The Bluebell Area in Springtime
Woodland burial grounds are becoming increasingly popular here in the UK. Although I love spending my spare time photographing cemeteries and generally wandering around them, I have until recently, thought I would prefered to be cremated. I didn't want to wind up in one of the many neglected and sadly forgotten graves, that I encounter all too often for my liking.
Rose Tree Walk ~ January
So yesterday we went on a visit to the Epping Woodland burial ground in Essex.
The staff there were very helpful and friendly and offered to show us around and explain exactly what is involved in opting for a woodland burial.
The Epping site is situated on the edge of North Weald in Essex and is an unconsecrated mature wooded area ~ not all woodland burial sites are mature and so they may still appear very open and field like by comparison.
The Woodland Hall
The Woodland Hall, is where the service is held and it has beautiful panoramic windows that look out into the woodland beyond. Bird feeders encourage the wildlife and we saw many squirrels scampering about outside. The Gathering Hall is a similar smaller building next door and may be used for the reception after the burial.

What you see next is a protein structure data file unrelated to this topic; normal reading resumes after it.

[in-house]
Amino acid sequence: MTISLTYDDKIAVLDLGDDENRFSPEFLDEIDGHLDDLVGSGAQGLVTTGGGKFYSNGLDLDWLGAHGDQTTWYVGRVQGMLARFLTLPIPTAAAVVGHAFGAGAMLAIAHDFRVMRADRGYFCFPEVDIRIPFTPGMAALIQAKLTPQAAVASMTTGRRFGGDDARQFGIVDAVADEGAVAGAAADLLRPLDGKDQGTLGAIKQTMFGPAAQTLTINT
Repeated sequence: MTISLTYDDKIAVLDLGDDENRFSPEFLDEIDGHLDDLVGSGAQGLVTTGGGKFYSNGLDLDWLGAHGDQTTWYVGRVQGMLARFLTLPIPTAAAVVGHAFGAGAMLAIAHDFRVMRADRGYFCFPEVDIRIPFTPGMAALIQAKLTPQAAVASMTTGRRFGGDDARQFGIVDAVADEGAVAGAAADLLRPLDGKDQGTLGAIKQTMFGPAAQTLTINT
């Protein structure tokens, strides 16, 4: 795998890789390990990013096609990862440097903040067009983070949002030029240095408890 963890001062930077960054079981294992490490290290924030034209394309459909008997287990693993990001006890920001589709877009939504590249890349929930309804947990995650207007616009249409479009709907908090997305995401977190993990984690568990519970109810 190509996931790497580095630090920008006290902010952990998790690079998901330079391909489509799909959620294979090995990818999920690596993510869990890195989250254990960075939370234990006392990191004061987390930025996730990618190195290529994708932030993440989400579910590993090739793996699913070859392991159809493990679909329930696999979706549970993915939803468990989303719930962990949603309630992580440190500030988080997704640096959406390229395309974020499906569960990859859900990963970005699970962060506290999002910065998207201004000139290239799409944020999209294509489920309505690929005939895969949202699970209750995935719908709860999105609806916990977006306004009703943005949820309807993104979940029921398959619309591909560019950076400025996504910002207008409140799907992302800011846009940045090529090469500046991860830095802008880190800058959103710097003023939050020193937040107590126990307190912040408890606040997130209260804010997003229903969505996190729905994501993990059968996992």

Full body remains or Ashes only may be interred and the method of service to be held is entirely up to the individual. So you are completely free to choose a conventional religious burial and have the ground consecrated if you wish, or a Humanist service for those who are Atheist, or even the option of just having your own family, friends and loved ones conduct the service for you.
Most funeral services I have attended in recent years, have been conventional and so often I hear the Vicar remark upon the fact that they are conducting a ceremony for someone they never knew and that always appear an odd and empty sentiment to me, but unfortunately all too common these days.
All plots are sold as double plots and may be marked with a wooden memorials . A total of 18 plots will eventually surround the one tree of your choice ~ however, after the first five interments around the particular tree, there is a period of five years before the next
burials can take place. This allows the tree and its root system a sufficient time to regenerate. Ashes are buried within the circle.
For more information, please click on the bold type script for a link to these sites.